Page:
Illustrations: Rihanna’s Style Evolution By Shane Ballard

Rihanna was once one pop princess among many, but she’s now evolved into a true diva and style icon. Like predecessors such as Beyonce and Madonna, Rihanna has mastered the art of transformation, cultivating multiple public images that enhance her celebrity mystique. With the release of her book Rihanna: Last Girl On Earth in October, a heavily played new album and regular cover girl status in top international glossies, it’s clear that this superstar chameleon is an essential part of the current cultural zeitgeist.

A living example of art imitating life—or rather, fashion imitating life—Rihanna set major style trends in 2009 with her album Rated R, which chronicled her rebellious recovery from a year marred by violence and media scrutiny. She inspired an edgy new aesthetic for women around the globe with black, cropped hair and smokey eyes, while also channeling the aggressive bravado of Grace Jones in military gear, chainmail and bondage wear. These defiant looks were strong, proclaiming a defensive reflection of her battle with the fame monster as well as her own inner demons.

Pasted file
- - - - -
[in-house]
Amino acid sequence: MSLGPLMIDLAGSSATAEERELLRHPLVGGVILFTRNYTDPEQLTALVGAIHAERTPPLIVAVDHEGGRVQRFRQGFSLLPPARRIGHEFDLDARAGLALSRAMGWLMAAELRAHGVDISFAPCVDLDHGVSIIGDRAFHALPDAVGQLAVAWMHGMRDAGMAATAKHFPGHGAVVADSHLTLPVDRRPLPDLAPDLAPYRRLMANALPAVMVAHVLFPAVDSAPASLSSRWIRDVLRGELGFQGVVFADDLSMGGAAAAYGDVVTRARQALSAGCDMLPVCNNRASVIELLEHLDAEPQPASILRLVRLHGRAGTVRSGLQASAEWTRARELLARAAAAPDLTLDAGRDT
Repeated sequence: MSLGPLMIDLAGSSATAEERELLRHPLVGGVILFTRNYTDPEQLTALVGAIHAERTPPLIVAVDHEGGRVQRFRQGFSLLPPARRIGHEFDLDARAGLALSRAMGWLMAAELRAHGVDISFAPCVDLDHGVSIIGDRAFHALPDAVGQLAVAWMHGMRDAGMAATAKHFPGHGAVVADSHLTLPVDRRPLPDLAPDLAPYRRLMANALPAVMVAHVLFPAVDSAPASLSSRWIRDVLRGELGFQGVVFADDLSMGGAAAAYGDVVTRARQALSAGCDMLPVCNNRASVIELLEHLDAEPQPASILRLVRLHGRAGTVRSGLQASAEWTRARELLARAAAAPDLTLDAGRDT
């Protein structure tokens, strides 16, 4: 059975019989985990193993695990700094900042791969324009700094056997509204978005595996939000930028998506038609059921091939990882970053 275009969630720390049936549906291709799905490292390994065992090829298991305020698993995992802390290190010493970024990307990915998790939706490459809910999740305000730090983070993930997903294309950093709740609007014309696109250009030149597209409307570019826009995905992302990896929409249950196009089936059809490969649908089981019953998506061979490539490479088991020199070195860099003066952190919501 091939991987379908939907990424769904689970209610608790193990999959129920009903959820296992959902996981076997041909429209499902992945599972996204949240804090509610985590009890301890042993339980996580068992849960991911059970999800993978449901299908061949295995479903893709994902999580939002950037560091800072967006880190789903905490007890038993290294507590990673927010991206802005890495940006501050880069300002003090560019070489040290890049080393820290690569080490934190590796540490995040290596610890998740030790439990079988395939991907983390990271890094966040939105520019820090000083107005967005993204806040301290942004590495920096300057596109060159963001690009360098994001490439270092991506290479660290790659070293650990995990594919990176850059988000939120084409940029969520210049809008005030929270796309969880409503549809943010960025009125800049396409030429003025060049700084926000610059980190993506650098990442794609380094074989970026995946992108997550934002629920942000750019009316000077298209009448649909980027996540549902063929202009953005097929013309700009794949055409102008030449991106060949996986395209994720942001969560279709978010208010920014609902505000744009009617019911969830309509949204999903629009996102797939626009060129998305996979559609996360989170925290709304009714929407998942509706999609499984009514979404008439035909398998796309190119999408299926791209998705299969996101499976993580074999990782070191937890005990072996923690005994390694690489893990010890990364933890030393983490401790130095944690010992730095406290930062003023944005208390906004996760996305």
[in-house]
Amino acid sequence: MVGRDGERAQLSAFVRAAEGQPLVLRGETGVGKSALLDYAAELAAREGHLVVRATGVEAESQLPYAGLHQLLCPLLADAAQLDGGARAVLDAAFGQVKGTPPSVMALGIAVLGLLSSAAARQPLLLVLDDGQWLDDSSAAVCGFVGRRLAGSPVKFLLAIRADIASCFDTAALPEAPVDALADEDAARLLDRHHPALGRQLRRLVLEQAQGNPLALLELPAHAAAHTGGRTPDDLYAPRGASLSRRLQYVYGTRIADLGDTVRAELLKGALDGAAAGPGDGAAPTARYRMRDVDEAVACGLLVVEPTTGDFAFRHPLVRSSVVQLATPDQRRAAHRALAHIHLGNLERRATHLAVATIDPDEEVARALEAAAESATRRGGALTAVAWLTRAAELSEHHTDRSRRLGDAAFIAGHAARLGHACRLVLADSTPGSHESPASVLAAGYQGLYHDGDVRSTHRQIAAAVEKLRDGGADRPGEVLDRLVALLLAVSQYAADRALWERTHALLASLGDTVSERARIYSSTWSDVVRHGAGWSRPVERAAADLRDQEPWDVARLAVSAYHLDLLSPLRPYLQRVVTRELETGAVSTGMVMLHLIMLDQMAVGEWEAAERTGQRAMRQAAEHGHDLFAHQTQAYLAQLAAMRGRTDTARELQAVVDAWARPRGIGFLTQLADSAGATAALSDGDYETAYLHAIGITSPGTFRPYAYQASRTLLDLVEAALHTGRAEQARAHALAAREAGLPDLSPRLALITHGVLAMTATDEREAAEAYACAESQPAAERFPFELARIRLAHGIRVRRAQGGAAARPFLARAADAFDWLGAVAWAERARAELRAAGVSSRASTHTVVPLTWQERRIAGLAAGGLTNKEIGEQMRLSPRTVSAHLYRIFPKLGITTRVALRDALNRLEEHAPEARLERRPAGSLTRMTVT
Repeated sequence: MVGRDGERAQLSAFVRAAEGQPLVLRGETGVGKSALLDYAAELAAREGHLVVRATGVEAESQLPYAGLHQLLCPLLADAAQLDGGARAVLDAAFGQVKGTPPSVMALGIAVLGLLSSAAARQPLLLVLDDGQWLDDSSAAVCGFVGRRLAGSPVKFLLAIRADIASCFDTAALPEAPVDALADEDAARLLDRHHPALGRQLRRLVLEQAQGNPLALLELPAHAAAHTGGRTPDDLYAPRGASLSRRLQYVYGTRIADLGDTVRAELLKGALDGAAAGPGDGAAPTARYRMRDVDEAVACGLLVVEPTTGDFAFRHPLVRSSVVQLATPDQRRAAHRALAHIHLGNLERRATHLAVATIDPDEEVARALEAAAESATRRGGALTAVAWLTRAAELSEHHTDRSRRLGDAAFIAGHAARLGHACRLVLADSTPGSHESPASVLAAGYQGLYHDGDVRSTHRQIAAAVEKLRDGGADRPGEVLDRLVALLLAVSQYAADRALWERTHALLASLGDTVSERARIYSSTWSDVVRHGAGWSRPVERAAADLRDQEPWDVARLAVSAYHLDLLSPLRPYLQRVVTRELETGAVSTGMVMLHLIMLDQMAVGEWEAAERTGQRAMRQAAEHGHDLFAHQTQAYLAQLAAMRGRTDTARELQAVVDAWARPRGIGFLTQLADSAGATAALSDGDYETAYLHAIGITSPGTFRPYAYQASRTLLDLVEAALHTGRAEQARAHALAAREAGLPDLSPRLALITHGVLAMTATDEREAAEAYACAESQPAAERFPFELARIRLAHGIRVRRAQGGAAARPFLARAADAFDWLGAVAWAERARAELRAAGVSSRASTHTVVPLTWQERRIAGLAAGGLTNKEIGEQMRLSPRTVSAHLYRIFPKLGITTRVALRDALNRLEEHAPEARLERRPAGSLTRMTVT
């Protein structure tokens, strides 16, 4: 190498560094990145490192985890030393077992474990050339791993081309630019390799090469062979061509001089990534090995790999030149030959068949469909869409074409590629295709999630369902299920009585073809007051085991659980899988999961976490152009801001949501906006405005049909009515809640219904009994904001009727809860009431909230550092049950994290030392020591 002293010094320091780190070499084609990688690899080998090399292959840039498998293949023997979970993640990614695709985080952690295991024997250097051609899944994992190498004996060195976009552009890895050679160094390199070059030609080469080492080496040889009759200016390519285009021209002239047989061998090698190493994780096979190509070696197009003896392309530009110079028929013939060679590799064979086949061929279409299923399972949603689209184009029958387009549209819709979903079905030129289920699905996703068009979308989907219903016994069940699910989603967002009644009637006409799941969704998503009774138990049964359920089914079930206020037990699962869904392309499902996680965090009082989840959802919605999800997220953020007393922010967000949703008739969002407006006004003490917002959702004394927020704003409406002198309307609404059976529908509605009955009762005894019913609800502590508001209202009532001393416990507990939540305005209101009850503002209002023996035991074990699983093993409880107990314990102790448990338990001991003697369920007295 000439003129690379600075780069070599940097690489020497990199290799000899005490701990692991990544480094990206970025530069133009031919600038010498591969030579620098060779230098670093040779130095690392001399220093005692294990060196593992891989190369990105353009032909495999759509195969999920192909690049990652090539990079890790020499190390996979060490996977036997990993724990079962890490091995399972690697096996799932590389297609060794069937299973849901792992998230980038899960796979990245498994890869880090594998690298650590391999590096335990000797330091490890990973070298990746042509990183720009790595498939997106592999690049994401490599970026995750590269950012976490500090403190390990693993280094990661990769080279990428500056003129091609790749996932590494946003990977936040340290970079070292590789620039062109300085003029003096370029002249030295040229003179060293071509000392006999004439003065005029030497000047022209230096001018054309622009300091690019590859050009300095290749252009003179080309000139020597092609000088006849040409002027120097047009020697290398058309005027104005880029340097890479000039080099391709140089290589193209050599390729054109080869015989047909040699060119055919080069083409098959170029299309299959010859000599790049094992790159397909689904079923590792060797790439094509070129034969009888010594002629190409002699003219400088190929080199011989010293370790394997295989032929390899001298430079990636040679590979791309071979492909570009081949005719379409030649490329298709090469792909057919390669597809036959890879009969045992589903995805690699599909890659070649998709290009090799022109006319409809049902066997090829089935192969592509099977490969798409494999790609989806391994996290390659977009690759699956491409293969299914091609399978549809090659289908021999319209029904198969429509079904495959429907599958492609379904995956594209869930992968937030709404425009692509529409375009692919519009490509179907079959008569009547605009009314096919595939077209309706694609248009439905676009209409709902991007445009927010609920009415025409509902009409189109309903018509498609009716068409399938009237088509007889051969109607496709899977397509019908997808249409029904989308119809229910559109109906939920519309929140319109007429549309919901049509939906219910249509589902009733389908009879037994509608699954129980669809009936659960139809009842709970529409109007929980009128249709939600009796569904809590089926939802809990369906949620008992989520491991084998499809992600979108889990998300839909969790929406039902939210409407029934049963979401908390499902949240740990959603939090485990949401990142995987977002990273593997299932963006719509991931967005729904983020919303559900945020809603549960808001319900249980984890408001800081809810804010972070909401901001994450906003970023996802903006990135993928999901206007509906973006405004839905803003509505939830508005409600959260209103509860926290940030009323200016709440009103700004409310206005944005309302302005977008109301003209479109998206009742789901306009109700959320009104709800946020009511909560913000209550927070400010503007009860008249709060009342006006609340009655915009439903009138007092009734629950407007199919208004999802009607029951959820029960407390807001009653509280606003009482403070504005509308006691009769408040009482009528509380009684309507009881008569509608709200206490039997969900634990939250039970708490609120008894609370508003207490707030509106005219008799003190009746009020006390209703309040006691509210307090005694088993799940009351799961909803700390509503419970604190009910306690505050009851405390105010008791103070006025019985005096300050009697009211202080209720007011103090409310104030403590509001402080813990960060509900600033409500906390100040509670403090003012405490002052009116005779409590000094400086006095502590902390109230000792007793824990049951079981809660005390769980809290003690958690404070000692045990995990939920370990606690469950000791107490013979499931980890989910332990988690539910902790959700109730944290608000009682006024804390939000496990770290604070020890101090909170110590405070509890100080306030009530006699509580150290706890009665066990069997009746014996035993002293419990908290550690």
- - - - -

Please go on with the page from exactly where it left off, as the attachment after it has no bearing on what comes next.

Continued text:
Rihanna has reinvented herself most recently as a phoenix rising from the ashes with long, fiery ringlets. She’s replaced severe silhouettes by Victor & Rolf and dangerous, spike-embellished bustiers from The Blondes with more lady-like looks from Stella McCartney and luxury knits from Missoni. This look is more West Indian dance hall vixen-meets-glamorous Vargas pin-up, and marks a refreshing departure from the queen of darkness she’d seemingly become.

“Only Girl In The World,” the video for the first single off her recent album Loud, is an optimistic, technicolor dream. In it, Rihanna demands that her lover treat her like “the only one that he’ll ever love.” She plays seductively in a field of poppies, her crimson bombshell locks complemented by tulle hair accessories, boudoir corsetry, frothy ballerina skirts and thigh-high hosiery reminiscent of ’80s-era Madonna. Meanwhile, she’s showed her sultrier side in boy shorts and cardigans with playful, vibrant graphics in the video for her second single “What’s My Name” as well as during a recent performance on Saturday Night Live. The combination of extreme pattern and color could easily be described as “loud.”

Rihanna has freed herself from the sartorial armor she chose as protection from the first media onslaught of her career, and is now exposing her more vulnerable and feminine side. Don’t be surprised if you see any girls on the street donning shockingly bright red hair in the year ahead—they, too, just want to feel like the only girl in the world.

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